No Use For Single Use
The quintessential punk rock song of the album garners its name from one of my favorite punk rock bands, No Use For A Name, combined with the modern-day environmental catastrophe of single use plastics making their way into our oceans. From the age of 10, the raw spirit and energy of punk rock has always stuck with me as a form of protest and call for social change. Along with many other global non-profits my friends at Plastic Ocean Project in Wilmington and Eco Marines in Brisbane, Australia are making headway in exposing, educating, and finding solutions to the issue. They are empowering the next generation to be aware of the mistakes previous generations have made and unfortunately clean up our/their mess. I borrowed a couple names in the song from my niece and the son of one my life long surfing buddies.
The Crab Pot Blues
Blue crabs are North Carolina’s number one fishery, and having grown up on an island where fishing was second only to tourism it seemed fitting to write a blues song from the perspective of the poor delicious little crustaceans. I figured I would include some education on current proper fishing practices and the incredible ability of crabs to molt in order to grow bigger and reproduce claws, legs, antennae, and even their eye stalks (which technically grow back into more antennae).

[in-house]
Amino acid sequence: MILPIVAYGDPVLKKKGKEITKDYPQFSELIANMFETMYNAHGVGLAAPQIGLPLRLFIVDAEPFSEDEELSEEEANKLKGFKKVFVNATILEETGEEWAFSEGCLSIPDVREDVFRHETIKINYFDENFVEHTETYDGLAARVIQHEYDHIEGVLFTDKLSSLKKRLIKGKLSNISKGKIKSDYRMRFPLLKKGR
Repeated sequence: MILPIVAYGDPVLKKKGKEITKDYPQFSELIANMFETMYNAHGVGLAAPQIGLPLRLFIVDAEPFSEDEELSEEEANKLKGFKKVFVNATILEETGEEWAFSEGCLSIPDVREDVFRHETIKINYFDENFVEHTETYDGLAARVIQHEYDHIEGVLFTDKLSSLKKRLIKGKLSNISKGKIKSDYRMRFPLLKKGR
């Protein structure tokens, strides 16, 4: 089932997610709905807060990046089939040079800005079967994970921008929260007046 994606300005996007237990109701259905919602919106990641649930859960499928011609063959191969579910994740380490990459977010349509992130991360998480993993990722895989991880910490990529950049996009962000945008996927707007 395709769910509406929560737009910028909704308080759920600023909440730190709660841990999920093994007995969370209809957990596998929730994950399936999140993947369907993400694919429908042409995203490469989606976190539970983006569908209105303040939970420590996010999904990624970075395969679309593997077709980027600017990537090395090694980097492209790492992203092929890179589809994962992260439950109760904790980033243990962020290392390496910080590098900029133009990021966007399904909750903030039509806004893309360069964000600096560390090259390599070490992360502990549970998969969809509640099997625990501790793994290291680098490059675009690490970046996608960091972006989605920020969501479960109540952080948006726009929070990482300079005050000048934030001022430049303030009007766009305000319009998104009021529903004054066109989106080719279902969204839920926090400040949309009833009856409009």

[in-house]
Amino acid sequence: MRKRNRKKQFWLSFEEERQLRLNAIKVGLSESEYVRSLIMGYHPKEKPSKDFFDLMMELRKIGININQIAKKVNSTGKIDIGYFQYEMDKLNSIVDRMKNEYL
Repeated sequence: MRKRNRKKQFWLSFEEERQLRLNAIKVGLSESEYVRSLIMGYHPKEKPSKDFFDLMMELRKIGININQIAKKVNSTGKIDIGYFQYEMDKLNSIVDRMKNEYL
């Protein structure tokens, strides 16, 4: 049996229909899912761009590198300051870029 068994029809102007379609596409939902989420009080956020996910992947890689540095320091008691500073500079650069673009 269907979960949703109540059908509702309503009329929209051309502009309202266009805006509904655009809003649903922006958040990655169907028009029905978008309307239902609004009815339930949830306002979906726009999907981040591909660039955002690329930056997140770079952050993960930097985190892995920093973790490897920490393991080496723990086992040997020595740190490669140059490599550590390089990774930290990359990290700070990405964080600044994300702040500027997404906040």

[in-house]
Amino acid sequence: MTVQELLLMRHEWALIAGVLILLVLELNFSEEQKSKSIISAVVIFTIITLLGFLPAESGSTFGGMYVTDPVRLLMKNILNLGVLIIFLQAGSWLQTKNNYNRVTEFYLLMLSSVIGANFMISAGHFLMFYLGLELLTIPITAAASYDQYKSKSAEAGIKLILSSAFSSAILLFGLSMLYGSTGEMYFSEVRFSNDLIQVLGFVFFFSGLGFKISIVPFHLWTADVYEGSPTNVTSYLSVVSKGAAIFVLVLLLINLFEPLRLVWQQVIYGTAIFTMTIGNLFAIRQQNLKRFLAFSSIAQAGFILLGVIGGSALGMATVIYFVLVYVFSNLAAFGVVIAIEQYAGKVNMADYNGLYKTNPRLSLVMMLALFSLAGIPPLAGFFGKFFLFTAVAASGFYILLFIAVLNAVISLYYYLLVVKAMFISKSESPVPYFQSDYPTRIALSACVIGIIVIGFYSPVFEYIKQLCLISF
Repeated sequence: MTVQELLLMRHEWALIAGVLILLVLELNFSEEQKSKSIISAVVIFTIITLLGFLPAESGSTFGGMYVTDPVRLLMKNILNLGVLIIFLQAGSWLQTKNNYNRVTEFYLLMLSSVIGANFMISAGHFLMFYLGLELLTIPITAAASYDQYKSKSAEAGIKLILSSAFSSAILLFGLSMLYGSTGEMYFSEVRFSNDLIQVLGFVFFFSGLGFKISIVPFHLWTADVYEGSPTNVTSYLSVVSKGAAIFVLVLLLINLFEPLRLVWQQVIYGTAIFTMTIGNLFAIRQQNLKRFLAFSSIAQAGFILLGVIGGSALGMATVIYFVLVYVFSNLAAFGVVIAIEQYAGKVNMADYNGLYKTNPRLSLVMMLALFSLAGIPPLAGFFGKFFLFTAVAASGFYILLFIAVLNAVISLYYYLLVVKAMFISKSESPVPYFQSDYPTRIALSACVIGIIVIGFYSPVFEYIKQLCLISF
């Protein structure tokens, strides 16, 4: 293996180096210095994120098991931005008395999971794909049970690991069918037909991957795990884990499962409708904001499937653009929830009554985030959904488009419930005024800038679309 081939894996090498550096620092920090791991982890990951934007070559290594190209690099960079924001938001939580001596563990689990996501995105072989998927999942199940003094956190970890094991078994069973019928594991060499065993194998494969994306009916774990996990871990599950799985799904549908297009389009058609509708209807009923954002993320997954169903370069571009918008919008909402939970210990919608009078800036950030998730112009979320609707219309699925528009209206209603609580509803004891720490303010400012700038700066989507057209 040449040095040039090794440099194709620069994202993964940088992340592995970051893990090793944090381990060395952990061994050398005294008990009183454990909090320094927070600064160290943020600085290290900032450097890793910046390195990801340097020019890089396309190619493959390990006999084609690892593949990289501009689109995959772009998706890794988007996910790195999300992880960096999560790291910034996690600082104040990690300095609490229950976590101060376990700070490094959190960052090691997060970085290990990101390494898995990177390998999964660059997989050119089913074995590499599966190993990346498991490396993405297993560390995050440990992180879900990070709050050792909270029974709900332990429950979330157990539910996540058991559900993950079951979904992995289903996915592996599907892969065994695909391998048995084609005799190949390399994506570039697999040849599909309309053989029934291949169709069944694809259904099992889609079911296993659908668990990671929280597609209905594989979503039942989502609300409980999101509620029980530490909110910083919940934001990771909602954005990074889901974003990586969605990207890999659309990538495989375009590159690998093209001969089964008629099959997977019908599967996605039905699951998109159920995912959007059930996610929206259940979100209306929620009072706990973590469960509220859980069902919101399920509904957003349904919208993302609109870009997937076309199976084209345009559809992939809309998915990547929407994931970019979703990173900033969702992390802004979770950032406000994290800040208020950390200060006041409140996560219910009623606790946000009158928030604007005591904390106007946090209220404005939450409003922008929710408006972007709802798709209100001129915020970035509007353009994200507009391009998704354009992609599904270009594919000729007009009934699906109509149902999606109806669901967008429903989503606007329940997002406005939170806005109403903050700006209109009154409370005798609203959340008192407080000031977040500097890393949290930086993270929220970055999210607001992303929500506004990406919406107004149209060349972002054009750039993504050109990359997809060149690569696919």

The Ballad of Mary Lee
Around 2012, a group known as Ocearch began tagging, tracking, and researching the movements of great white sharks in the North Atlantic, which up to that point were thought rare if not absent all together. Mary Lee, a 3,465 lb 16 foot queen of the sea became the beloved female great white crush for marine biology nerds up and down the east coast. She was tagged on September 17, 2012 and named after the Ocearch founder’s (Chris Fisher) mother. Thought to be in her 50’s she visited my beloved beaches of Cape Hatteras in her journey as well as passing through the Cape Fear River and out to Wrightsville Beach one cold winter day while some friends and I were surfing. The last we heard from the legendary lady was June 17, 2017 after which her tag fell off or failed. I was thankful to have my friend and fellow musician, Crystal Bright, collaborate with me and provide the haunting voice of Mary Lee and her accordion.